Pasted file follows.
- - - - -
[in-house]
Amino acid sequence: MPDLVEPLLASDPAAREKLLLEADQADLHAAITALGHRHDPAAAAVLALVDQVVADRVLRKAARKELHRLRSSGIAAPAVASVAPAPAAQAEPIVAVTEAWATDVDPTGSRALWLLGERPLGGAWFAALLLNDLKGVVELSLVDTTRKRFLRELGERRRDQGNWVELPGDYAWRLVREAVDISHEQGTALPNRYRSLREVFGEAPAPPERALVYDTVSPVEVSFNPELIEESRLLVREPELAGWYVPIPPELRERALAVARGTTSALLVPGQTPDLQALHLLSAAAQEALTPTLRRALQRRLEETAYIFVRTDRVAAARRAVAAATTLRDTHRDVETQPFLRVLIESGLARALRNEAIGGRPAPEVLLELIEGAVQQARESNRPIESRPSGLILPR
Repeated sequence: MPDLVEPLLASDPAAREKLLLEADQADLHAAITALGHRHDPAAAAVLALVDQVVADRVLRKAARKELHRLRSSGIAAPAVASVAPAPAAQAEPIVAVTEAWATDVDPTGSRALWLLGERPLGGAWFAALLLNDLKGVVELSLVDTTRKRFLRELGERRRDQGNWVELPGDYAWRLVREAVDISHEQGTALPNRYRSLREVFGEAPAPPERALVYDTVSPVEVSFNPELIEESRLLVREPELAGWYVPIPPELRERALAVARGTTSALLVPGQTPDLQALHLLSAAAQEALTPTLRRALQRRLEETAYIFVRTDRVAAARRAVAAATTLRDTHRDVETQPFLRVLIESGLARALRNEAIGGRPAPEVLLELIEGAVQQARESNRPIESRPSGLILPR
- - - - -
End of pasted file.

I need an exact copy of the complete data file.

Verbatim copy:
[in-house]
Amino acid sequence: MPDLVEPLLASDPAAREKLLLEADQADLHAAITALGHRHDPAAAAVLALVDQVVADRVLRKAARKELHRLRSSGIAAPAVASVAPAPAAQAEPIVAVTEAWATDVDPTGSRALWLLGERPLGGAWFAALLLNDLKGVVELSLVDTTRKRFLRELGERRRDQGNWVELPGDYAWRLVREAVDISHEQGTALPNRYRSLREVFGEAPAPPERALVYDTVSPVEVSFNPELIEESRLLVREPELAGWYVPIPPELRERALAVARGTTSALLVPGQTPDLQALHLLSAAAQEALTPTLRRALQRRLEETAYIFVRTDRVAAARRAVAAATTLRDTHRDVETQPFLRVLIESGLARALRNEAIGGRPAPEVLLELIEGAVQQARESNRPIESRPSGLILPR
Repeated sequence: MPDLVEPLLASDPAAREKLLLEADQADLHAAITALGHRHDPAAAAVLALVDQVVADRVLRKAARKELHRLRSSGIAAPAVASVAPAPAAQAEPIVAVTEAWATDVDPTGSRALWLLGERPLGGAWFAALLLNDLKGVVELSLVDTTRKRFLRELGERRRDQGNWVELPGDYAWRLVREAVDISHEQGTALPNRYRSLREVFGEAPAPPERALVYDTVSPVEVSFNPELIEESRLLVREPELAGWYVPIPPELRERALAVARGTTSALLVPGQTPDLQALHLLSAAAQEALTPTLRRALQRRLEETAYIFVRTDRVAAARRAVAAATTLRDTHRDVETQPFLRVLIESGLARALRNEAIGGRPAPEVLLELIEGAVQQARESNRPIESRPSGLILPR